Images of historical and political events covering 25 years from 1988 to 2013.
May 1988: An Afghan soldier hands a flag in solidarity to a departing Soviet soldier in Kabul on the first day of the army’s withdrawal from Afghanistan.
March 1989: Afghan mujahideen move toward the front line during the battle for Jalalabad, in eastern Afghanistan.
March 1989: Afghan refugees take cover from a bombing attack by the Afghan Air Force during the battle for Jalalabad.
April 1989: Military academy cadets march in Kabul to celebrate the Saur Revolution, the Afghan Communist Party’s seizure of power 11 years earlier.
May 1990: Afghan mujahideen move about the Zhawar training complex controlled by Jalaluddin Haqqani in Khost, Afghanistan. The Zhawar camps along the Afghan-Pakistan border became the main base for Osama bin Laden and his Arab followers.
May 1990: Arab Al Qaeda members and Afghan mujahideen jog at a Zhawar training camp outside of Khost, Afghanistan.
May 1990: Mujahideen commander Jalaluddin Haqqani at a base camp in Khost, Afghanistan. An ethnic Pashtun, Haqqani was an early convert to global jihad. Haqqani befriended Osama bin Laden in the late 1980’s and attracted Arab fighters to his training camps along the Afghan-Pakistan border.
April 1991: Afghan mujahideen inspect a Kabul government plane after they seized the Khost garrison. Provincial control gave Afghan mujahideen, Arabs enlisted by Al Qaeda, and Pakistani advisors valuable territory to establish base camps for training and resupply in Afghanistan.
September 1991: Afghans in the Bagh-e Babur, or Babur’s Garden, perform the attan, a traditional Afghan folk dance.
March 1992: A young boy sells government-owned newspapers on a Kabul street.
April 1992: Afghan Uzbek fighters under the control of Abdul Rashid Dostum fire on Hizb-i-Islami forces of Gulbuddin Hekmatyar in the southwest part of Kabul, during the mujahideen seizure of the city. The takeover of Kabul became a battle between mujahideen groups, divided along ethnic and geographic regions, attempting to seize control of government ministries.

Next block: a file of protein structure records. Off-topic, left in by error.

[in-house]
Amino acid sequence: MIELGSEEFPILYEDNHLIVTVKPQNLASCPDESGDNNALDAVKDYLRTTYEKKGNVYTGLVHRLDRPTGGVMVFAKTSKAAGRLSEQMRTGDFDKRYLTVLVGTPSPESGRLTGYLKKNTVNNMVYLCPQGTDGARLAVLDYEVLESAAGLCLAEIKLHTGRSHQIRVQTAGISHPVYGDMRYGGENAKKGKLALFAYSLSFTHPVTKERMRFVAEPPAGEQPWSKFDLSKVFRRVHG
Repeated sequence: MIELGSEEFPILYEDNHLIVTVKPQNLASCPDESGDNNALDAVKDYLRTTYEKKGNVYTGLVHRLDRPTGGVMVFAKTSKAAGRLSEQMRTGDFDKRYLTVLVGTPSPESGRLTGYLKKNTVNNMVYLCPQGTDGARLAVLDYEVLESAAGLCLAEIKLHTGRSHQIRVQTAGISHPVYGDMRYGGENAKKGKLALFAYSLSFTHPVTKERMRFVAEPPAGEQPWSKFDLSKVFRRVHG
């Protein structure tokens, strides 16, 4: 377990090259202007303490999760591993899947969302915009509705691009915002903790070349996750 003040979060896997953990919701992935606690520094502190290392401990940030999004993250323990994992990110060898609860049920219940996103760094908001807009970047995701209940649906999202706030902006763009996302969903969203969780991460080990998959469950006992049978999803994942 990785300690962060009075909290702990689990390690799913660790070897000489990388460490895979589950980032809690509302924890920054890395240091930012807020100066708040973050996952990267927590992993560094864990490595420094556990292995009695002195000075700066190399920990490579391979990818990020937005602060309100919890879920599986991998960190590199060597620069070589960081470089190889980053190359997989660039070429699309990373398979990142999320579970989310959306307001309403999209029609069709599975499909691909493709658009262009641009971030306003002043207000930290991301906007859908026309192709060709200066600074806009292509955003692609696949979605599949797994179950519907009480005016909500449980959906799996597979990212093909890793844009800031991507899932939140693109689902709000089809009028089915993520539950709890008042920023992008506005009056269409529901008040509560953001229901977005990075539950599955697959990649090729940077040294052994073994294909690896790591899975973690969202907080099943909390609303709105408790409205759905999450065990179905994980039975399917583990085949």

March 1993: A Kabul family flees its home during factional fighting between President Rabbani’s government forces and opposition Hizb-i-Islami and Hezb-I-Wahdat fighters in western Kabul. The fighting marked a continuation of an operation in which hundreds of unarmed Hazaras were killed. The dispute for control of western Kabul involved Sunni militias against the Shia Hezb-I-Wahdat.
March 1994: Boys working with government militiamen fill water buckets from a hand pump on Jade Maiwand, Kabul’s former business district and a front line between factional groups. Food, water and fuel were retrieved during short-lived periods of peace.
October 1996: A Taliban mullah speaks to a crowd gathered in central Kabul after Taliban forces took control from the Rabbani government.
September 1996: Taliban soldiers fire a rocket at retreating forces of the Northern Alliance army north of Kabul. The capital fell to the Taliban on September 27, 1996. The Kabul government’s defenses collapsed with little resistance to the Taliban advance.
October 1996: A widow of an Afghan mujahideen fighter seeks refuge with her children in an unheated apartment in Kabul. The women’s husband was killed while fighting the Taliban. Kabul has between 30,000 and 50,000 war widows with little means of support and their situation became more precarious once the Taliban took over in September 1996.